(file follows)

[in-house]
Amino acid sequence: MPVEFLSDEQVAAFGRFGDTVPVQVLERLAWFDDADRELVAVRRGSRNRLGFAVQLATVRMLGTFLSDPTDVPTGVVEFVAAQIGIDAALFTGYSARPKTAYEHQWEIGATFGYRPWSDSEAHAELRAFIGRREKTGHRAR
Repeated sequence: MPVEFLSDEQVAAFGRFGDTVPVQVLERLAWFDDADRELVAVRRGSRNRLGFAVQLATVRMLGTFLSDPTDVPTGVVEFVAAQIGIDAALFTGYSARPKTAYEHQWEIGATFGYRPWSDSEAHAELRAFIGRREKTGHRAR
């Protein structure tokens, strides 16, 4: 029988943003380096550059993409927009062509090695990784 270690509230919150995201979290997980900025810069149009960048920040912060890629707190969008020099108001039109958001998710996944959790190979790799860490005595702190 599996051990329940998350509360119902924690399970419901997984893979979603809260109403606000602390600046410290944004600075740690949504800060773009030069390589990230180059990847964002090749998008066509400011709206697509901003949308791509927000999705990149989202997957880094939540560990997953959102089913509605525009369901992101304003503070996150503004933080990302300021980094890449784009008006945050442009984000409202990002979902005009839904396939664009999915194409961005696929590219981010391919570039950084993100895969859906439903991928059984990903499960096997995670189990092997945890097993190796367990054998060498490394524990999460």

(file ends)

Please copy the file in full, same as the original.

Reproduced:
[in-house]
Amino acid sequence: MPVEFLSDEQVAAFGRFGDTVPVQVLERLAWFDDADRELVAVRRGSRNRLGFAVQLATVRMLGTFLSDPTDVPTGVVEFVAAQIGIDAALFTGYSARPKTAYEHQWEIGATFGYRPWSDSEAHAELRAFIGRREKTGHRAR
Repeated sequence: MPVEFLSDEQVAAFGRFGDTVPVQVLERLAWFDDADRELVAVRRGSRNRLGFAVQLATVRMLGTFLSDPTDVPTGVVEFVAAQIGIDAALFTGYSARPKTAYEHQWEIGATFGYRPWSDSEAHAELRAFIGRREKTGHRAR
């Protein structure tokens, strides 16, 4: 029988943003380096550059993409927009062509090695990784 270690509230919150995201979290997980900025810069149009960048920040912060890629707190969008020099108001039109958001998710996944959790190979790799860490005595702190 599996051990329940998350509360119902924690399970419901997984893979979603809260109403606000602390600046410290944004600075740690949504800060773009030069390589990230180059990847964002090749998008066509400011709206697509901003949308791509927000999705990149989202997957880094939540560990997953959102089913509605525009369901992101304003503070996150503004933080990302300021980094890449784009008006945050442009984000409202990002979902005009839904396939664009999915194409961005696929590219981010391919570039950084993100895969859906439903991928059984990903499960096997995670189990092997945890097993190796367990054998060498490394524990999460």